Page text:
“The first day was absolutely panic-inducing,” she says. “I couldn’t get in touch with any of my staff and I couldn’t talk to anyone — I wasn’t allowed to. What’s going on at the campus? What are my students doing? My brain was going, going, going. I was really struggling with being present during filming and being away from my campus and my students.”
Then, the producer sat down with Thomas-Hockaday. He told her, “You’re not going to get anything out of this unless you completely disconnect and focus.” She took that to heart and described that moment as a turning point in the experience.
“I expected the whole thing to be a lot more Hollywood than it was,” she says. “I didn’t expect to have so much interaction with the Fab 5. I figured they would come in, film, and leave. They were very warm, they talked to me. They’re very sincere, the whole staff.”
Karamo Brown, left, and Jonathan Van Ness, right, look on while Jereka Thomas-Hockaday and Bobby Berk embrace.
Each episode is broken down into intimate meetings between the show’s members and the participant. Antoni Porowski offers a cooking lesson, Bobby Berk works as a transformative interior designer and architect, Tan France is the residential fashion expert, Jonathan Van Ness covers all hair and beauty needs, and Karamo Brown lends his confidence-building, life coaching skills.
Karamo Brown and Jereka Thomas-Hockaday react to the reveal of her home’s design transformation.
By day, Thomas-Hockaday dedicated herself to self-reflection and self-care but at night she continued to work, tapping away on her laptop well after her husband and young son went to sleep. This, along with what she refers to as a “very grown-ass conversation” with Karamo, wasn’t televised. ” ‘Do you have to turn [your work] in at 3 AM.?’ he asked me. ‘They’re not gonna see it then. Go to sleep.’ ” Later, in a scene that did make the final edit of the show, France demanded Thomas-Hockaday’s phone and called her assistant at CTAHI. “Is the building burning down?” he asked. “Is everything okay?” And, of course, everything was okay.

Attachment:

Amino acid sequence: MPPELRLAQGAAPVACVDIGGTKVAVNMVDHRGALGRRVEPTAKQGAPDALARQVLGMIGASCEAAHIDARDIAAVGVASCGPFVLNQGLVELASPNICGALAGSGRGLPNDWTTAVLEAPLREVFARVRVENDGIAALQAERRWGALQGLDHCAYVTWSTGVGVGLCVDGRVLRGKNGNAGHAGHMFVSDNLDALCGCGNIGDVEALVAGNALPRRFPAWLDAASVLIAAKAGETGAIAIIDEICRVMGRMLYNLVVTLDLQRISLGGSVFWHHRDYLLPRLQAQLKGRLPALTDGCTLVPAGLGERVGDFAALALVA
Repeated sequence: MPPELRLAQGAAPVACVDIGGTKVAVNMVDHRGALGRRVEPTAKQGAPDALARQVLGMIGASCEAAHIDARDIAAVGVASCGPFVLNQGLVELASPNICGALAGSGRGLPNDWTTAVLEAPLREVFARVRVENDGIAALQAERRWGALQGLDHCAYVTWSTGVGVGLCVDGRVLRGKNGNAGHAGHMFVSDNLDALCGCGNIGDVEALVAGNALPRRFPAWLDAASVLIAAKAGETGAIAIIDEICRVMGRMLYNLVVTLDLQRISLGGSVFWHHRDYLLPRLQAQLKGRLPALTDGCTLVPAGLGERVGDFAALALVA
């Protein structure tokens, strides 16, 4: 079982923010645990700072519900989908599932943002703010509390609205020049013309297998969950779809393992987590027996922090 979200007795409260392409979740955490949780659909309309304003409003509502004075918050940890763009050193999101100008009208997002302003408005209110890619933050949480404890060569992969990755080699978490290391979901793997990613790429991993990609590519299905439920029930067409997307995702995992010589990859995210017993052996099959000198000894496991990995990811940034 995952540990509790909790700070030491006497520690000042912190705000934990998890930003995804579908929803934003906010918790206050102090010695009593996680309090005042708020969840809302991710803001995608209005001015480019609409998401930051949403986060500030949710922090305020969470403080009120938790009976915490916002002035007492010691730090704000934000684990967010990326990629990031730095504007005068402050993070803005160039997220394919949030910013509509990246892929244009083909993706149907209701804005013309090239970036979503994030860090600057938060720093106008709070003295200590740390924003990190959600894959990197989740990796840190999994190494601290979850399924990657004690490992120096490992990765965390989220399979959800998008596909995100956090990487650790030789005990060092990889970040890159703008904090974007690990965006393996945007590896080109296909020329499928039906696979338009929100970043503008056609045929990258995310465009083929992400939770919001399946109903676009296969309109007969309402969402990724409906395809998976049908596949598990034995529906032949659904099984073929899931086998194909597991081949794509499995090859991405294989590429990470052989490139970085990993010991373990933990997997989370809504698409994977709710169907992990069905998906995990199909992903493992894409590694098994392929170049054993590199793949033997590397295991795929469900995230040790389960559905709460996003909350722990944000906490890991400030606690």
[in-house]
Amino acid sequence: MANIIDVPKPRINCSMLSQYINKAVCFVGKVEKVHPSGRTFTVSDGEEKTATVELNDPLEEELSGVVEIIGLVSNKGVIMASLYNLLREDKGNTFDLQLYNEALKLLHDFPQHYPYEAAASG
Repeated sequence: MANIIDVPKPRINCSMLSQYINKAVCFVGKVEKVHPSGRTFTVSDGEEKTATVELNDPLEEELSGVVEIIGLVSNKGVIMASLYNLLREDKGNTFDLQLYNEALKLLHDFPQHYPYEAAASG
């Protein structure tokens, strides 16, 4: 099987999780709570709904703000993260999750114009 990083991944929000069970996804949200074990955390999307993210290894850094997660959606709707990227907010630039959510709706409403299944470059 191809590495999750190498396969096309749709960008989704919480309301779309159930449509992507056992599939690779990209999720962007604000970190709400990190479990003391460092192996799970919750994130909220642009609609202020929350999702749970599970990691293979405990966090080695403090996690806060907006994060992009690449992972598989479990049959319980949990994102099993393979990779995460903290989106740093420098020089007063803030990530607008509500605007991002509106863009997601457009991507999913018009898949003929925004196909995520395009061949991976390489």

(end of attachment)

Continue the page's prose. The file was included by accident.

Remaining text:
Jereka Thomas-Hockaday emanates confidence in her new wardrobe curated by Tan France.
“That was the moment that struck me and I realized that everybody would be fine,” Thomas-Hockaday says.
As a viewer, it can be easy to pick a favorite member of the Fab 5, but Thomas-Hockaday doesn’t play favorites. “It’s impossible for me to say that I enjoyed time with one person more than the other,” she says. “The time that I had with Jonathan, we were playing dress-up and dyeing my hair — we were having a girl’s beauty shop moment. That’s very different from the time I had with Bobby where we talked a lot about my garden and memories of my grandmother because she’s the one who taught me how to garden. Cooking with Antoni brought me back to cooking with my grandmother, snapping peas in the kitchen with my brother. I can’t compare any one of them.”
Jonathan Van Ness pampers Jereka during their “girl’s beauty shop moment.”
“You Can’t Help Anybody if You’re Not Helping Yourself”
More than a year after the Fab 5 left Texas, CTAHI continues to help Austin in the fight against COVID-19. This past September, the city of Austin chose not to renew funding for the COVID-19 clinic, and Thomas-Hockaday was forced to come up with a plan B.
Jereka Thomas-Hockaday after her Queer Eye makeover.
“It would have been a considerable blow to our community,” she says. “We’re basically the only option for residents of Eastern Travis County. More than 250 people daily walk through our clinic’s doors.” Thankfully, African American Youth Harvest Foundation, a nonprofit that works to “improve access to vital educational, economic, and enrichment resources to low income or uninsured community members” according to its website, had space available in its building for both the clinic and CTAHI’s campus.
Now, the clinic operates entirely on donations, both in-person and online. Thomas-Hockaday aims to keep it open and running for “as long as humanly possible.”
For other healthcare professionals who sense the need to slow down, but perhaps don’t have the arsenal of the Fab 5 at their fingertips, she offers this advice: “Even if it’s just 2 minutes a day, take the time to walk away and take a breath. Go somewhere and breathe.”
“I know this pandemic has been so hard on us,” she adds. “There’s always been this idea of a social contract between healers and the people; we’ll protect you and you’ll protect us. Right now, so many of us feel like we’ve been abandoned. So take those 2 minutes.”
“Sometimes you have to go in the broom closet, sometimes you have to go in the bathroom stall. I’ve been there many times. Take care of yourself because no one is going to do it for you. You can’t help anybody if you’re not helping yourself.”